First fairy tern eggs impacted by wild weather
Archived content: This media release was accurate on the date of publication.
IntroductionNew Zealand’s rarest endemic bird, the tara iti/New Zealand fairy tern’s first eggs of the season have been impacted by wild weather in Northland over the last week.
Date: 13 November 2020
Nine eggs were laid in early November in beach nests, but when severe winds were forecast, DOC rangers transferred the eggs to conservation partner Auckland Zoo for incubation.
With fewer than 40 birds, the tara iti/fairy tern is nationally critical and despite intensive management has teetered on the brink of extinction since the 1980s.
“It’s been a dramatic start to our fairy tern season, but with quick action we have the nine eggs in a safe environment at the Zoo. We will keep an eye on the weather, the adult birds and the eggs over the coming weeks with the aim of moving the eggs back to a safe beach nest prior to hatching” says DOC Ranger Shelley Ogle.
Tara iti/fairy terns nest on shell and sand banks sometimes just above spring high tide, leaving them vulnerable to stormy weather coinciding with very high tides and strong wins. Tara iti are also vulnerable to predation and disturbance by people and vehicles, so all nest sites are fenced off.
A dedicated team of seven fairy tern DOC rangers and numerous community volunteers have been busy since September trapping for predators near nesting sites, fencing off nesting sites and preventing nesting birds from being disturbed by humans. These rangers and volunteers will continue to monitor the birds and nests during the breeding season.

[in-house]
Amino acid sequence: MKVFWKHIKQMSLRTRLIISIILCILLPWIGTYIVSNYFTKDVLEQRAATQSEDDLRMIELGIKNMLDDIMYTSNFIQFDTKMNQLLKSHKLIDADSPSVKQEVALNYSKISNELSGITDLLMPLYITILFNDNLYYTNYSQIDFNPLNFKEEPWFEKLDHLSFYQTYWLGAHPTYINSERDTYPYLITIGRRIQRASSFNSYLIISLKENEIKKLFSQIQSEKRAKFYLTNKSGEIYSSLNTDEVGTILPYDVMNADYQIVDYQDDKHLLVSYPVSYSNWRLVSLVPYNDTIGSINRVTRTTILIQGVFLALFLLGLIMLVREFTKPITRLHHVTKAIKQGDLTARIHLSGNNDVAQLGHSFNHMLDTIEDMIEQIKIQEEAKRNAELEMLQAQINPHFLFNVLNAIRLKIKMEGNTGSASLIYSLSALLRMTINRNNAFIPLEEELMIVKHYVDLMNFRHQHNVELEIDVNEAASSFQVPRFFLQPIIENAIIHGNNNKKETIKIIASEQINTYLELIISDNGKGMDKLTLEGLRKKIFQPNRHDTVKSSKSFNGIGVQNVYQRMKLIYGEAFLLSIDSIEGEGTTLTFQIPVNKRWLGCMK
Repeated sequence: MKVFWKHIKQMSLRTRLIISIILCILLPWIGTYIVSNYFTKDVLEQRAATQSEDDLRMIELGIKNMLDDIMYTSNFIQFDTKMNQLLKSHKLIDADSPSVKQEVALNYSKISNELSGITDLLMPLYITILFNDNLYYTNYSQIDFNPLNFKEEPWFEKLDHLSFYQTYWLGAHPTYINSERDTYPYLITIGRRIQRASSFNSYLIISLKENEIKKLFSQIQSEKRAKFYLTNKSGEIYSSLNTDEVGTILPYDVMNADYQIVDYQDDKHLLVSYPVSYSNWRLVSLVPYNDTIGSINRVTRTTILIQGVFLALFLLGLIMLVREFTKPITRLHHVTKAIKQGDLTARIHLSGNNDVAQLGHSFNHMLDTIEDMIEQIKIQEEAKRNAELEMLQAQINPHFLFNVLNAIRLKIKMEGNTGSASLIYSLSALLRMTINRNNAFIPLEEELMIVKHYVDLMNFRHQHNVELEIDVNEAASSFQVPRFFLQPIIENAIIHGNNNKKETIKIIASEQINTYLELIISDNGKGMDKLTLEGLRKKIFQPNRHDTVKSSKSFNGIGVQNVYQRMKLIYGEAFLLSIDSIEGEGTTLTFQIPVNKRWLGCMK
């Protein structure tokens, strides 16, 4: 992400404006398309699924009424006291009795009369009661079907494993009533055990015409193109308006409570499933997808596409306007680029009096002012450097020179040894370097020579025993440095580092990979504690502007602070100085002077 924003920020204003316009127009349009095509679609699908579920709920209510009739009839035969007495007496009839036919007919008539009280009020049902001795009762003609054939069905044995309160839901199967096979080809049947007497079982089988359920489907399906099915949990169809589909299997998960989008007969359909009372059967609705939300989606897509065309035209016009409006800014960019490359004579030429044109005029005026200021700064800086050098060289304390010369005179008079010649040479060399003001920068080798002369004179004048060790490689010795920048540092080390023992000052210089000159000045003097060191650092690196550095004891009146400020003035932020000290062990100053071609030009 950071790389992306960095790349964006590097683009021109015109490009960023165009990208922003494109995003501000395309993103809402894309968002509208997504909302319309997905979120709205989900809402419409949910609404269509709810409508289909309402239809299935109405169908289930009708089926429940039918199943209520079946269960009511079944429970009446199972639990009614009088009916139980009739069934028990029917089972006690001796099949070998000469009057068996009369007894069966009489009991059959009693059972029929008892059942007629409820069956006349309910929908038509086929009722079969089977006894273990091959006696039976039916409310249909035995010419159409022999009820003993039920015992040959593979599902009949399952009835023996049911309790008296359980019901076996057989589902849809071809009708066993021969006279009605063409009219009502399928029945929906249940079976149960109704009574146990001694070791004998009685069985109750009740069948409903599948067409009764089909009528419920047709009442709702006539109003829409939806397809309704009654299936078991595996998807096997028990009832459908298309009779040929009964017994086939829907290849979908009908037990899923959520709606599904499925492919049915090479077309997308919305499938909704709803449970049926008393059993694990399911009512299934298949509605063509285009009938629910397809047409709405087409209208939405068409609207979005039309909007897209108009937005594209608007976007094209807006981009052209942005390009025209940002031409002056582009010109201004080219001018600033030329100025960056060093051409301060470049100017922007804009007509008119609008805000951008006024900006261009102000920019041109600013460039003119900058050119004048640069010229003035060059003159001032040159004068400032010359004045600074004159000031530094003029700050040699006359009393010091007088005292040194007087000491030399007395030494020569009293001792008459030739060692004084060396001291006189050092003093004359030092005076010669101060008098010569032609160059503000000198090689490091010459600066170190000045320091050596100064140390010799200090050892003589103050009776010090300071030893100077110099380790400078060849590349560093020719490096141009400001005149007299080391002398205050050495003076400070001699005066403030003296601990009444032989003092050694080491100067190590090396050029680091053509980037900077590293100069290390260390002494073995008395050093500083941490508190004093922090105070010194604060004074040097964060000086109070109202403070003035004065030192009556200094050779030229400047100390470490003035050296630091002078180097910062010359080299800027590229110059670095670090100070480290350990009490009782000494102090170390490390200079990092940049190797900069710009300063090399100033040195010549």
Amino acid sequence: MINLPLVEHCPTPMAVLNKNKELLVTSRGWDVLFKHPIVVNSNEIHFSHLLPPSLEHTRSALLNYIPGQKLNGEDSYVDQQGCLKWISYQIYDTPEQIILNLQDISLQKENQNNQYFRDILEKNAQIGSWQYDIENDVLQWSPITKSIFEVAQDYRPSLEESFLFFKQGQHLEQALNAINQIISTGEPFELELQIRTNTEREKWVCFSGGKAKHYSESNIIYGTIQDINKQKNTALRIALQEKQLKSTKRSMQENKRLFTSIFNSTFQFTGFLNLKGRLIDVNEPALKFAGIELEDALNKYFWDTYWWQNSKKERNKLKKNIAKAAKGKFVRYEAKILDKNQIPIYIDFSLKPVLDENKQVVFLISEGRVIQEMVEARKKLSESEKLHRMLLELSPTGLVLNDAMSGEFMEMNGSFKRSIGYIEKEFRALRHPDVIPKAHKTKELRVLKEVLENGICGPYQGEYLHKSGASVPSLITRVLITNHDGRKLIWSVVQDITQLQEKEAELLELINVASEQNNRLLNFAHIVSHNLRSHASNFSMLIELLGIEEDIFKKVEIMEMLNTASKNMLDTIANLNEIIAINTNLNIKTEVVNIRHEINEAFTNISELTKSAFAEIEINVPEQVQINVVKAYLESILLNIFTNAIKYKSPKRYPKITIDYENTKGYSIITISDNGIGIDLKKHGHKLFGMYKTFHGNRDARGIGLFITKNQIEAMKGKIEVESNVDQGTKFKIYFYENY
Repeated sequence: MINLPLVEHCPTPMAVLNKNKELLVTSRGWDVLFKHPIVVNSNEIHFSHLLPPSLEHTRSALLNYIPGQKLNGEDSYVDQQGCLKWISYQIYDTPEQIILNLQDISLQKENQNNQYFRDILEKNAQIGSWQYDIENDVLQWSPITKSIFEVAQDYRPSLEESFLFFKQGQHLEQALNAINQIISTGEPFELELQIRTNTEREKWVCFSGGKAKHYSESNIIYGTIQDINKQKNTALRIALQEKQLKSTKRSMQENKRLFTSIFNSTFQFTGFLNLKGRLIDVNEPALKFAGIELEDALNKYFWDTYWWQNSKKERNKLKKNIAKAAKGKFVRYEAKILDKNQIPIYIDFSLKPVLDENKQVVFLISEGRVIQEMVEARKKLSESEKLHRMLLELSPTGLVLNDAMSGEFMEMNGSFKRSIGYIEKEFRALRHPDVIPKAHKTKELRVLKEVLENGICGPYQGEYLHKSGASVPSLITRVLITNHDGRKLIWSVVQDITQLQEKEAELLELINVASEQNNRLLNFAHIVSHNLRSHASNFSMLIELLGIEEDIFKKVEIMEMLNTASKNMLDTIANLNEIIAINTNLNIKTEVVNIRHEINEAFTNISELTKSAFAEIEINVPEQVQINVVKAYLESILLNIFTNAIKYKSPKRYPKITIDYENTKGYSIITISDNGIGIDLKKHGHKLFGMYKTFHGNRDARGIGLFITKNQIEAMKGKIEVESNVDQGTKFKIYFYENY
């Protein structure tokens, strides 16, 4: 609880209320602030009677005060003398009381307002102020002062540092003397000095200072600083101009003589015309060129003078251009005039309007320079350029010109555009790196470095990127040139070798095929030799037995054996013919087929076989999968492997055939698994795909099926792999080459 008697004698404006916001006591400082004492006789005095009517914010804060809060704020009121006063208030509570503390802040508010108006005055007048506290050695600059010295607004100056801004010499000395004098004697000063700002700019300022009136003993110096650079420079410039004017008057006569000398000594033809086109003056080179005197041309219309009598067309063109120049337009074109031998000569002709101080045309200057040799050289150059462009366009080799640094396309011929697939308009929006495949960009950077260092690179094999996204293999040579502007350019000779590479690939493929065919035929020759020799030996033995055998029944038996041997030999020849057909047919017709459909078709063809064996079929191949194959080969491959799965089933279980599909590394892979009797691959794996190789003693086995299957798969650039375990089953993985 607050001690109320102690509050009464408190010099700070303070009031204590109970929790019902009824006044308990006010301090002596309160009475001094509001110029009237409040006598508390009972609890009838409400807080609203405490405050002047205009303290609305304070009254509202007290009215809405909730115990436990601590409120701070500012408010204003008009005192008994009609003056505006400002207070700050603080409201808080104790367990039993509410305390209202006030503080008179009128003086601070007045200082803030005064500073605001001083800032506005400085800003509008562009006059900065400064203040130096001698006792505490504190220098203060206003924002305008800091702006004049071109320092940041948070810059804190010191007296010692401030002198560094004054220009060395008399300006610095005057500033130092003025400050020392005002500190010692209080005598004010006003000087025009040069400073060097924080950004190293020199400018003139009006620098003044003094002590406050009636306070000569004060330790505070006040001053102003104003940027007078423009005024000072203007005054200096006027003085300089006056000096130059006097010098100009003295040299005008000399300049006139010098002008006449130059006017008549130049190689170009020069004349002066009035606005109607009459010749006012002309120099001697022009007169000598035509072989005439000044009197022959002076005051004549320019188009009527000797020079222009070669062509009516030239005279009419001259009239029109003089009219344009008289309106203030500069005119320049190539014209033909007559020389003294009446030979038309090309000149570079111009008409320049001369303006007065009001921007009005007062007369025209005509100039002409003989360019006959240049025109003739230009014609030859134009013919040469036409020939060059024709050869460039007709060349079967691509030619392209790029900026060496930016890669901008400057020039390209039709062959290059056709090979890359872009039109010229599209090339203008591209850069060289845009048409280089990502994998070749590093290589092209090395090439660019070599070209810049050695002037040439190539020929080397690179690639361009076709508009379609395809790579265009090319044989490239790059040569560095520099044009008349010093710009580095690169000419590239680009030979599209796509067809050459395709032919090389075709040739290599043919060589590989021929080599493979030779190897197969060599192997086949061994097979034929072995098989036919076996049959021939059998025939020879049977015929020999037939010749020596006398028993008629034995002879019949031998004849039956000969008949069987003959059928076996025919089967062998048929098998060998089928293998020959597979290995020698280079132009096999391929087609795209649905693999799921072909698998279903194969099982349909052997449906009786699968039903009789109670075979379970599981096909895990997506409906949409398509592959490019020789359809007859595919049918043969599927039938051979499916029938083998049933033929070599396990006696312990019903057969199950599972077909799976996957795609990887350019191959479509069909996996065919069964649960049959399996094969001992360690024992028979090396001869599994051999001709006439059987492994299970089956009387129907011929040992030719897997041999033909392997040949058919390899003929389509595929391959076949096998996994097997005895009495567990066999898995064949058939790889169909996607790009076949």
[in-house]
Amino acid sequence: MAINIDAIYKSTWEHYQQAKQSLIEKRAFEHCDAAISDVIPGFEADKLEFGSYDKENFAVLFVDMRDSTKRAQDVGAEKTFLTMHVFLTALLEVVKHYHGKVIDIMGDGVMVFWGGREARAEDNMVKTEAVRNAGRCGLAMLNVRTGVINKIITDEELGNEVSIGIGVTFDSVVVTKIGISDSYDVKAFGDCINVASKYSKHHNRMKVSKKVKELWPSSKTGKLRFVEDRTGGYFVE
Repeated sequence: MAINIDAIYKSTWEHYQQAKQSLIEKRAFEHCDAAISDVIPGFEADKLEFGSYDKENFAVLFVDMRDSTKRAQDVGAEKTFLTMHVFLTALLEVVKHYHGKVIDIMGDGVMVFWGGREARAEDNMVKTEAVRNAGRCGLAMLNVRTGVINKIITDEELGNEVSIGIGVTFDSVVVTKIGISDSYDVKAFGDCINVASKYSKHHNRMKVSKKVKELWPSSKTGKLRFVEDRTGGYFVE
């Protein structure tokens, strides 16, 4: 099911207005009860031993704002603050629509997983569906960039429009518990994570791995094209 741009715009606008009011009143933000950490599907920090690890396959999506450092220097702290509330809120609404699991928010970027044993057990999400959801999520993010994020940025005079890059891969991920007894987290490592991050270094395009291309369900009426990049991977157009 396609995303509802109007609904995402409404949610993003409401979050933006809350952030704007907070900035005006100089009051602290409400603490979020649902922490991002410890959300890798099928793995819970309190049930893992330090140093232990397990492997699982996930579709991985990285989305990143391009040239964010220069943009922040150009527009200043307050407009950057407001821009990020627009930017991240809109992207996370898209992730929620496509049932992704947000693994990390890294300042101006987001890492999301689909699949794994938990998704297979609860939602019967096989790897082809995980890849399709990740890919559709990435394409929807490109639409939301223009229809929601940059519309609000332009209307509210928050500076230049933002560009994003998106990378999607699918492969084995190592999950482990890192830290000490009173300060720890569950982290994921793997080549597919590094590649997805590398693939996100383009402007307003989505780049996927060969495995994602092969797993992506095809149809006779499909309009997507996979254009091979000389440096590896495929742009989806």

Auckland Zoo works closely with DOC on many threatened native species’ recovery programmes and is delighted its bird keepers can contribute their specialist knowledge, experience and skills to help the tara iti.
“Helping wildlife like these precious taonga is what we live for,” says Auckland Zoo Birds team leader, Carl Ashworth.
“Our part in this great team effort is incubating these eggs under the exact climatic conditions - even temperature/high humidity- they would be under in the wild. As ‘egg parents’ we’re also mimicking the parents’ behaviour by turning the eggs several times a day and setting the incubators on a ‘slow rocker’ to replicate how their parents naturally move.
“This rocking movement also helps mix up the nutrients and protein within the egg that feed the embryo as it’s developing. Everything is geared to ensuring the eggs develop as they need ahead of their being returned to wild nests, where they’ll hopefully go on to successfully hatch and the chicks fledge.”
Once widespread around the North Island and on the eastern South Island, the New Zealand fairy tern now breeds at only four main nesting sites, found at Papakanui Spit, Pakiri Beach and Waipū and Mangawhai sandspits.
DOC works closely with Patuharakeke, Ngāti Whāuta o Kaipara, Ngāti Manuhiri and Te Uri O Hau, The Shorebirds Trust, The NZ Fairy Tern Charitable Trust, About Tern, Birds NZ, Armourguard and the Waipu Trapping Group to help protect the New Zealand fairy tern.
To protect tara iti at their nesting sites please follow these rules:
- stay out of taped-off or fenced areas and use designated walkways
- follow dog and vehicle bylaws
- remove bait and rubbish from the beach to deter rats and other predators.
Voting for the Forest & Bird ‘Bird of the Year’ competition is open, with the tara iti/fairy tern in the running once again. To show your support for them, or any other native bird visit Bird of the Year.
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